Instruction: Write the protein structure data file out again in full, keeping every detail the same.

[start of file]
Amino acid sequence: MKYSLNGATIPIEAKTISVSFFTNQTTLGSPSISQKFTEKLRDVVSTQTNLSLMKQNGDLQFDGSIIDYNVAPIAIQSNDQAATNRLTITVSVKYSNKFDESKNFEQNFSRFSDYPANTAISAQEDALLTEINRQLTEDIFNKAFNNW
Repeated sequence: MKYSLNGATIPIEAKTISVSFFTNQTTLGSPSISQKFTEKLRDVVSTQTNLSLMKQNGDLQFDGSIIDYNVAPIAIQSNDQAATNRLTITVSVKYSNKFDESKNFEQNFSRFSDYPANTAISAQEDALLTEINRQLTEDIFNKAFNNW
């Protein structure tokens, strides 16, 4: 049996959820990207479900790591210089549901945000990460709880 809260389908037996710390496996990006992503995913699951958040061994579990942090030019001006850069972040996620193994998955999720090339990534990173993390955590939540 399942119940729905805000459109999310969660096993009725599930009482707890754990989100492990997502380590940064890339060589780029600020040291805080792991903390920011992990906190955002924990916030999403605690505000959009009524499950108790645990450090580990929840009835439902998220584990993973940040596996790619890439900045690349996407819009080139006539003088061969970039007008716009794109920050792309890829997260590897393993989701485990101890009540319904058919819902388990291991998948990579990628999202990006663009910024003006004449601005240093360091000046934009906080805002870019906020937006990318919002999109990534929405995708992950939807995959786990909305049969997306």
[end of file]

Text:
Amino acid sequence: MKYSLNGATIPIEAKTISVSFFTNQTTLGSPSISQKFTEKLRDVVSTQTNLSLMKQNGDLQFDGSIIDYNVAPIAIQSNDQAATNRLTITVSVKYSNKFDESKNFEQNFSRFSDYPANTAISAQEDALLTEINRQLTEDIFNKAFNNW
Repeated sequence: MKYSLNGATIPIEAKTISVSFFTNQTTLGSPSISQKFTEKLRDVVSTQTNLSLMKQNGDLQFDGSIIDYNVAPIAIQSNDQAATNRLTITVSVKYSNKFDESKNFEQNFSRFSDYPANTAISAQEDALLTEINRQLTEDIFNKAFNNW
């Protein structure tokens, strides 16, 4: 049996959820990207479900790591210089549901945000990460709880 809260389908037996710390496996990006992503995913699951958040061994579990942090030019001006850069972040996620193994998955999720090339990534990173993390955590939540 399942119940729905805000459109999310969660096993009725599930009482707890754990989100492990997502380590940064890339060589780029600020040291805080792991903390920011992990906190955002924990916030999403605690505000959009009524499950108790645990450090580990929840009835439902998220584990993973940040596996790619890439900045690349996407819009080139006539003088061969970039007008716009794109920050792309890829997260590897393993989701485990101890009540319904058919819902388990291991998948990579990628999202990006663009910024003006004449601005240093360091000046934009906080805002870019906020937006990318919002999109990534929405995708992950939807995959786990909305049969997306």